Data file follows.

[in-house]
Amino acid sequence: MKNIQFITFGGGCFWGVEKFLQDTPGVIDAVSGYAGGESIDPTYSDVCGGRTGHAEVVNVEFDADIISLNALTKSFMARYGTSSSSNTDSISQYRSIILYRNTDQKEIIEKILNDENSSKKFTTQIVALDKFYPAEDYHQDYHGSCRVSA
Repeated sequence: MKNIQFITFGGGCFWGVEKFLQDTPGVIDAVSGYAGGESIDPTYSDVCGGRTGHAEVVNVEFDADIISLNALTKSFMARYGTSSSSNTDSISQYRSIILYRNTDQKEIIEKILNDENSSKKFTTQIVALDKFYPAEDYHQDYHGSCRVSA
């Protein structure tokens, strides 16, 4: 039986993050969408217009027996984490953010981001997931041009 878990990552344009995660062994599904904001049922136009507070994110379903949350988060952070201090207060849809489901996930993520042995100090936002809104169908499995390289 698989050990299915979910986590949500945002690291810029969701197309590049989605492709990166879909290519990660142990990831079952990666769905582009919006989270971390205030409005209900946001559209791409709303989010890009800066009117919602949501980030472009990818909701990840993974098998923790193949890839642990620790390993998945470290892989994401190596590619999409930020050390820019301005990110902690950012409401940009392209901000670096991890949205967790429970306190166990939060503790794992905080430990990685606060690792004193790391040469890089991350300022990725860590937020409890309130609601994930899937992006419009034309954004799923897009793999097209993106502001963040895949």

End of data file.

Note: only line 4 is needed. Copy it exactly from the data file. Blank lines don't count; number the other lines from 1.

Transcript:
């Protein structure tokens, strides 16, 4: 039986993050969408217009027996984490953010981001997931041009 878990990552344009995660062994599904904001049922136009507070994110379903949350988060952070201090207060849809489901996930993520042995100090936002809104169908499995390289 698989050990299915979910986590949500945002690291810029969701197309590049989605492709990166879909290519990660142990990831079952990666769905582009919006989270971390205030409005209900946001559209791409709303989010890009800066009117919602949501980030472009990818909701990840993974098998923790193949890839642990620790390993998945470290892989994401190596590619999409930020050390820019301005990110902690950012409401940009392209901000670096991890949205967790429970306190166990939060503790794992905080430990990685606060690792004193790391040469890089991350300022990725860590937020409890309130609601994930899937992006419009034309954004799923897009793999097209993106502001963040895949």